|photo courtesy of the American Petroleum Institute|
There was one incident of note. I insist upon everyone wear safety glasses, and we wear these mesh screen helmet visors as well. But it is more of a "Do what I say, not what I do" type of safety regulation. Oftentimes, the glare of the furnace will obscure my vision through sweat-smeared glasses, and so I sometimes take them off.
Well, while I was knocking off the dipper after skimming slag off the molten metal, a marble-sized piece of molten slag decides to jump up, ricochet off the inside of my visor, and go into my right eye.
Fortunately, it bounced back out, but it burned my eye. In this case, steam was my friend (as in the water on the surface of my eye turned to steam and did a little Leidenfrost effect on the slag bolt). Later investigation found two pea- and pinhead-sized first-degree burns to the upper and lower eyelids, and a little portion of eyelash burned down to the root. But the sclera of my eye was only superficially burned. I mean, I knew it was burned as it started to hurt whenever I re-exposed it to heat, loading up the furnace. So, I just shut that eye when I got near heat.
Only one student saw it happen, and wouldn't you know it, she's a nurse. She insisted I go to the emergency room, and I told her I was fine. I wasn't but, I wasn't about to spend five hundred dollars for them to tell me they'd want to keep me under observation. And as it turned out, it only hurt for a few days, and no weird crusty exudate or pus come out of my eye, so I guess I'm okay.
But for some reason, it reminded me of a time back in the early 70s driving with the old man through Gary and East Chicago where my eyes felt the same way - stinging. And I had to put my t-shirt over my mouth and nose to try and cut the outside stink down. I overheard my dad later talking to a friend about how he "had to break wind in the car to improve upon the smell". That was all before the Clean Air Act, back when the refineries and steel mills generously put your daily mineral requirements out into the atmosphere for consumption.
Some drive through that area now, and consider it the armpit of Indiana. Not hardly. Not nearly like what it was.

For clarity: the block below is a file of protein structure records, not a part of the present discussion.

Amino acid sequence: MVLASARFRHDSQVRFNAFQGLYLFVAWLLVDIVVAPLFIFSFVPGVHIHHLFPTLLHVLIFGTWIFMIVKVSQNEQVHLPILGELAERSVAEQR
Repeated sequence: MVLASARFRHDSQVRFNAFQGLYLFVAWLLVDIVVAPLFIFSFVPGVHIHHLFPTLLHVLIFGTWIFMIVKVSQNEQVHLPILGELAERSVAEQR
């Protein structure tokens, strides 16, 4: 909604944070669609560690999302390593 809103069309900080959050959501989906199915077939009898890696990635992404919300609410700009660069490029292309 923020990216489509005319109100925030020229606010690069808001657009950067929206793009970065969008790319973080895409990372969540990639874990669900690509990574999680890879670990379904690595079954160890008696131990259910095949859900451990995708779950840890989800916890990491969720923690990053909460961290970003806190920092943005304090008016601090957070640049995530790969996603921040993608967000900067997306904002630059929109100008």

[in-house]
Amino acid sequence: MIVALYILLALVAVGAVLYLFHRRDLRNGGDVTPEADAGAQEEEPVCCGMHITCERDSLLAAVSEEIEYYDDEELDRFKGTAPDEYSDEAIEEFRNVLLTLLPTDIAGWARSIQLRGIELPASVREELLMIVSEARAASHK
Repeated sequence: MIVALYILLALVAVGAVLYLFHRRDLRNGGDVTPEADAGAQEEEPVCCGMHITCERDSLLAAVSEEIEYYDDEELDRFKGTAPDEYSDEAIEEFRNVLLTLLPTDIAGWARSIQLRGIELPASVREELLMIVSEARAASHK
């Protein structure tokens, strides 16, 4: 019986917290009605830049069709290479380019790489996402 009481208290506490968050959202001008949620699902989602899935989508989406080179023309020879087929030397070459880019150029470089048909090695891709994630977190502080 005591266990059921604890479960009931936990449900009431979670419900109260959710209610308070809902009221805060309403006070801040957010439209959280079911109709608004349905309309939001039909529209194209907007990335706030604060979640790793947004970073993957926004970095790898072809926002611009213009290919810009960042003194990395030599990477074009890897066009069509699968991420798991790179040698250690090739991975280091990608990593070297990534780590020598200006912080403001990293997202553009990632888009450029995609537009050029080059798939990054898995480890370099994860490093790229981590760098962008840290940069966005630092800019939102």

I'm sure other people and places feel the same way. I've never been to Port Arthur, TX, but my understanding is the refinery complex there makes NW Indiana's look like a small time hillbilly still.
Port Arthur, I've heard, is a shithole, and like all shitholes, it is what it is because it is strategically placed to be a shithole. Why, just up the road, in Beaumont, is Spindletop.
Some 150 million years ago, a shallow portion of Jurassic sea alternately flooded and dried out, building up a seriously thick microbial scuzz, and creating a salt pan of considerable depth. Fast forward through geologic time, with sediment lithifying on top, the scuzz compresses and cooks into oil, the salt starts to float upward through the rock, forming a dome. The salt dome, lighter than the surrounding rock, squeezes up like soft turd, paradoxically breaking the harder rock above it, and all that scuzz-oil leaks upward through the cracks. In the meantime, minerals leaching down from the surface have formed a limestone and gypsum cap above the dome, riddled with caves and caverns that the oil pools up in. Drill down some thousand feet, in just the right spot (plus or minus less than some fifty feet) and you get yourself the famous Lucas Gusher No. 1.
My understanding is, for a hundred bucks, you can get a replica of that gusher turned on. They use water now to simulate the gusher, but still, that should give you a good idea that that's a lot of oil under a lot of pressure (150 feet in the air, at 100,000 barrels per day), and it is pretty much all floating around in the atmosphere now, combined with oxygen.
What's the point of this? Well, look up at that first picture. That's Boiler Avenue, circa 1903. Within a year of the Lucas Gusher, 100 different oil companies fought for space on Spindletop to put down some 200 oil wells. Land speculation was insane.
Production was 17,500,000 barrels of oil in 1902. By early 1904, production was down 10,000 barrels a day Not that there wasn't more oil there. By 1985, some 185,000,000 barrels had been sucked out of the whole area. But the point was, with oil cheaper than water, far cheaper than coal, and ready to burn in ships and locomotives, there was no incentive to rationally plan for the future, and modify the speculations and extractions.
Sound familiar? The fracked-up Marcellus range of natural gas was originally estimated to be able to supply US natural gas consumption for the next one hundred years. Current estimates are now at a little more than a decade.
Current estimates say US oil production will exceed Saudi Arabia by 2020. The United States will be the Number One producer of oil, just like back in 1901. Supposedly this means the United States will be energy independent by 2035.
Given our past behaviors, would anyone care to put some serious money on that?